I never did catch the last word. Bean? Beetle? I dunno… B-something.
At sunup, I walked over to Ishango to find out what had happened, and this is what I found.
Rudy was alive, but badly injured, strapped into a makeshift gurney, an IV planted in his arm, a number of inflatable splints holding various parts of his body together. Paul was tending to him, calmly assuring him and others that he would be fine. The local chief has been informed and he was using his radio to call in an airplane to get Rudy out of there.
How did this happen?
Well, there were these two hippos. The dominant hippo and some other hippo that felt that he should be the dominant hippo. The two of them had a fight that I hear tell went on for some time. These things can be pretty nasty. A lot of running around, charging, goring each other, lots of satanic noises coming out of the beasts, and so on. Finally, one of the hippos … I think the dominant one … convinced the other one that the fight was over and it was time to run away.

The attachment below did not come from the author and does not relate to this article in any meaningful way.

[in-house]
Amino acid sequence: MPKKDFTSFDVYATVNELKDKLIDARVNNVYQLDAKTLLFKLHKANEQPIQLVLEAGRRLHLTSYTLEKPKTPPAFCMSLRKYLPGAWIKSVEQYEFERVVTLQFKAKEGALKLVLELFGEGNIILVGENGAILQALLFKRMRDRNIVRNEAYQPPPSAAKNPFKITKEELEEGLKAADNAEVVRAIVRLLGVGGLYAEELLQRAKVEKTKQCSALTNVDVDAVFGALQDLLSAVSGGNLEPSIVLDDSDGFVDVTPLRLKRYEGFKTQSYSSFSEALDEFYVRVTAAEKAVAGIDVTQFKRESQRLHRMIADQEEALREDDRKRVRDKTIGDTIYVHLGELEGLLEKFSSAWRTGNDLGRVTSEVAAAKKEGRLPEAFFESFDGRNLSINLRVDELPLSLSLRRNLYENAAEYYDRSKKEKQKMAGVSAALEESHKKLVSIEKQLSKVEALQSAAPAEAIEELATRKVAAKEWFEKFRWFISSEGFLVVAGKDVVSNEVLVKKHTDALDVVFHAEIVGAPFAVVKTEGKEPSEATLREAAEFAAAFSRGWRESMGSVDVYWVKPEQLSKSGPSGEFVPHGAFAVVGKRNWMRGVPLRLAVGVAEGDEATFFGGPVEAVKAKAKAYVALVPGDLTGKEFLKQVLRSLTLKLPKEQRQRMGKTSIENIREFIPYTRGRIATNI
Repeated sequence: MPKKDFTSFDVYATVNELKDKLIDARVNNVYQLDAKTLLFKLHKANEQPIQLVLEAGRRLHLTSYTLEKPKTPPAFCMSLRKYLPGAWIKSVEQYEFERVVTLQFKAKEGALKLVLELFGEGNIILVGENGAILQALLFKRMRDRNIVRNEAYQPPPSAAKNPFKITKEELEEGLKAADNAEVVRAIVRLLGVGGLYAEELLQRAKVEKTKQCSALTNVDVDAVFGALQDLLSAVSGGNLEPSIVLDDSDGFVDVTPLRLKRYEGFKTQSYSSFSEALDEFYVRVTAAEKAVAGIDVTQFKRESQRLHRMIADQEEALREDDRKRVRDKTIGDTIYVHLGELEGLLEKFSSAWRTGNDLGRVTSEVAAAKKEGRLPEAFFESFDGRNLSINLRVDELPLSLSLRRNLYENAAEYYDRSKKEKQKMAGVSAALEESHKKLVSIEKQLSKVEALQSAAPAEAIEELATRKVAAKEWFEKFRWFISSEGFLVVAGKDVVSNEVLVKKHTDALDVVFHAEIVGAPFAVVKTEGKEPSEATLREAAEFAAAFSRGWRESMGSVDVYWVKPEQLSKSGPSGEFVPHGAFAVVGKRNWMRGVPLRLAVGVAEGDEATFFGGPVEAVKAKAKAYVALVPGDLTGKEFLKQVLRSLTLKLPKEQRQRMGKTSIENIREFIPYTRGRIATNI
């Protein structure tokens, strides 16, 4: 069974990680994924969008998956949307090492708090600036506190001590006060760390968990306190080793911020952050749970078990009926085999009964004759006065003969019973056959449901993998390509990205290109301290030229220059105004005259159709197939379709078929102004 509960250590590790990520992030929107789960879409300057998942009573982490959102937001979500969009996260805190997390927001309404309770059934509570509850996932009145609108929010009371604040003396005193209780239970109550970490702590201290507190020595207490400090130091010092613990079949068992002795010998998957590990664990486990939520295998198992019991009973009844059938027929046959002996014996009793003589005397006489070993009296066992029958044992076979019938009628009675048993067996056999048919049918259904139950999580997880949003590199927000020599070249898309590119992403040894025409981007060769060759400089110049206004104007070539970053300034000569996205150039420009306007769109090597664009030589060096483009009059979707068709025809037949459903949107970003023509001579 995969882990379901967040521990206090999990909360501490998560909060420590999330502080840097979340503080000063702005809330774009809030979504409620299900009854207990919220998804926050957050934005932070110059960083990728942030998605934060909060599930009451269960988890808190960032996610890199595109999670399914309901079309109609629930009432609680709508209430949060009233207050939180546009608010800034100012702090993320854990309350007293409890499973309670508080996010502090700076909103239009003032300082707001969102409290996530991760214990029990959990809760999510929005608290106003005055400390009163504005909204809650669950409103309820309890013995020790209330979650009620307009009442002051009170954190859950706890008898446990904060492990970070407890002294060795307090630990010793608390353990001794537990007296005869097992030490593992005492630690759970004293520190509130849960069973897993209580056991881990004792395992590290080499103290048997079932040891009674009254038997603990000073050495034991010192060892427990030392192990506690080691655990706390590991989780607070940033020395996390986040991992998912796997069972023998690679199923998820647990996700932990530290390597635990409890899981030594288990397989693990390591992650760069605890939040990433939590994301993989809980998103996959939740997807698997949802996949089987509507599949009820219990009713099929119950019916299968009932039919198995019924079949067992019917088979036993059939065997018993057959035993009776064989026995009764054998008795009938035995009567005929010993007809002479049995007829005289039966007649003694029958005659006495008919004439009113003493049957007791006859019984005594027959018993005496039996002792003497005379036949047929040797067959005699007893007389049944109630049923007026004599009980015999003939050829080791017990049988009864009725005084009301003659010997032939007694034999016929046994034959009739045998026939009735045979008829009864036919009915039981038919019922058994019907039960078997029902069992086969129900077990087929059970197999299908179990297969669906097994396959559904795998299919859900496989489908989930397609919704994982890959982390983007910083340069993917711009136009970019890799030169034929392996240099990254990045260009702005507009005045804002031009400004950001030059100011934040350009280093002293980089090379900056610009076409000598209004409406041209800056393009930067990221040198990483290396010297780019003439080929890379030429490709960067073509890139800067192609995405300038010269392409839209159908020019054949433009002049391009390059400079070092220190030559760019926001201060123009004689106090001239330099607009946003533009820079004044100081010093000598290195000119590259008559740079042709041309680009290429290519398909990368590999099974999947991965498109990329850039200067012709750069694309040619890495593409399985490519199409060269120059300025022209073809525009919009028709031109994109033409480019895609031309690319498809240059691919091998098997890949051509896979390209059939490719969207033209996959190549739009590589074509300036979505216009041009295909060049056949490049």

So the hippo ran away at high speed … that’s about fifty kph for a hippo … and the trajectory it happened to take ran right over Rudy and his tent, the long way.
I went over to have a look at the scene, and there was no tent. Instead were tiny pieces of the poles that held the tent up, all broken into bits, a few pieces of nylon that had cute little (well, big) hippo prints impressed into them. Hippo prints are the shape of funny looking flowers. And there was a small nylon bag that constituted the largest part of the tent left after the hippo went over it.